ISU family finance expert offers advice to help dig out from New Year's debt

AMES, Iowa -- The joy over holiday gift-giving can often turn into the grim reality of overspending debt when January bills come due. And some people struggle to navigate the slippery slope of mounting debt once they go down that path in the new year.

"Absolutely, it's the credit card coma, as I like to call it," said Tim Griesdorn, an assistant professor and state extension specialist in family finance within Iowa State University's Department of Human Development and Family Studies. "We find it a lot easier to spend than to pay back."

Griesdorn recommends a two-pronged approach for people to become debt free and stay that way:

1. Control discretionary spending through the use of cash.
"Discretionary spending are those things that are variable but we have some control over, such as groceries, entertainment, clothing, etc.," Griesdorn said. "I recommend the envelope system where you use a budgeted amount of cash in an envelope or your wallet for those discretionary items and you don't turn to credit cards. That's an approach that's been around for a long time and it's self-regulating. Once you run out of cash in that envelope for that time period, you try to delay the purchases until you get cash with the next paycheck."

2. Treat your non-monthly expenses as a monthly bill.
"We do a great job of the expenditures we see each month -- such as a mortgage payment, car payment, putting food on the table, or utilities -- but there are a whole bunch of expenses that we don't see every month," Griesdorn said. "There are things like Christmas that happen every year, but we don't really think about it until it approaches. So we have this fairly large expense, but we fail to plan for it through the previous 12 months.

"A better way of living is to take all those non-monthly expenses, estimate how much you spend on them over a year's time frame, and divide that expense by 12 and treat it as a regular bill," he continued. "Without that in front of you staring you in the face, you will overspend your regular income and not even realize it."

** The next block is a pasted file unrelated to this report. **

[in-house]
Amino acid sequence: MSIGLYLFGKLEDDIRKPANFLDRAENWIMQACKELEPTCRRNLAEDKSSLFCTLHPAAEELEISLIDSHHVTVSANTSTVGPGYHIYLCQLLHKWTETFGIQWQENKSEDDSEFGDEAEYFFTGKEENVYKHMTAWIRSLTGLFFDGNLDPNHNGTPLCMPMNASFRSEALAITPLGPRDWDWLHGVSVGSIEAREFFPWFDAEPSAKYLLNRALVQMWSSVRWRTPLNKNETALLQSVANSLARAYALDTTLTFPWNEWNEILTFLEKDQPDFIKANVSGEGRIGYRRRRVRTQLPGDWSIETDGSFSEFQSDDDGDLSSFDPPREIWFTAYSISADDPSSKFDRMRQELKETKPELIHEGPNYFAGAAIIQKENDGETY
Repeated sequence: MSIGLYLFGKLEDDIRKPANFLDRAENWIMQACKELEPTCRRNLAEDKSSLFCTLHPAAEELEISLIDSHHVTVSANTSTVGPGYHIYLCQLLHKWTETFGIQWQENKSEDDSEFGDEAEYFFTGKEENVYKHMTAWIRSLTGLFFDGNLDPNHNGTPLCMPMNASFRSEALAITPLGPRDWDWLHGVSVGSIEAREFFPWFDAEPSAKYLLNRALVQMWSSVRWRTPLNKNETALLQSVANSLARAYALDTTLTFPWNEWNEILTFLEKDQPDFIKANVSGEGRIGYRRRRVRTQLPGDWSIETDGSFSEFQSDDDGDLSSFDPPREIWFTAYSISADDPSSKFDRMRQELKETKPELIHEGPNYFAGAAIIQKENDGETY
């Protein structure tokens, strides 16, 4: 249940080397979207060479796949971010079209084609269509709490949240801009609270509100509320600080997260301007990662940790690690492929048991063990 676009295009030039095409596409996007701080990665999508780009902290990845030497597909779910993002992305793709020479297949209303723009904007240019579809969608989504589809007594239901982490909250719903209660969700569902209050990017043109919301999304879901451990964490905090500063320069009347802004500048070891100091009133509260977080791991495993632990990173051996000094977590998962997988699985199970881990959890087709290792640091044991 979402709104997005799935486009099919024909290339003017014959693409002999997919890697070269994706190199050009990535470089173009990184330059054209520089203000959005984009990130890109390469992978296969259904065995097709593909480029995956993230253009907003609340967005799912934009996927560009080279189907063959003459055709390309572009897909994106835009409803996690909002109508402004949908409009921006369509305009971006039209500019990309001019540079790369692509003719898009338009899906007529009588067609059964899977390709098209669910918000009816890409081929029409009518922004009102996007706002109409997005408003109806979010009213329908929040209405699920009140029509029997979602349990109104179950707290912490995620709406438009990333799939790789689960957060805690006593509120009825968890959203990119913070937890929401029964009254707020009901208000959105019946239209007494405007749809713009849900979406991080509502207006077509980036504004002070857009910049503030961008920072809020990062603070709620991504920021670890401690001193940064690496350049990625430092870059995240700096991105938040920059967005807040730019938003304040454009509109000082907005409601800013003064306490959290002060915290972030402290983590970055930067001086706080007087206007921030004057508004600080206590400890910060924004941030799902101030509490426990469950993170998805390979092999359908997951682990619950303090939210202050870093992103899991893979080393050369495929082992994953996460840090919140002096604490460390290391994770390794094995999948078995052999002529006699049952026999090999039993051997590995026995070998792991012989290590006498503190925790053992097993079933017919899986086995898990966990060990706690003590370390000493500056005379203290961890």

Griesdorn warns that if we don't do a good job planning for non-monthly expenses, they then become an "emergency."

"And that's when you turn to plastic," he said. "You reach the point where you say, 'I have to pay my car insurance and I don't have the cash because I haven't saved it over the last six months. So for this emergency, I'm going to charge it and pay it back as I can.' And these so-called emergencies add up over time, and that leads to going deeper and deeper in debt.

"So if people want to stop the merry-go-round and start making good progress, they have to do a little bit of planning," he said.

One way Griesdorn says people can do a better job with their financial planning is through "Take Control of Your Money," a free online course provided by Iowa State University Extension and Outreach.

"Your Money, Your Future ONLINE" is another ISU Extension and Outreach option. The online course begins the first Monday of each month, with the class meeting from 6 to 7 p.m. for three straight weeks. It costs $15 and pre-registration is required by the Friday before the first class begins each month. More information and registration is available here.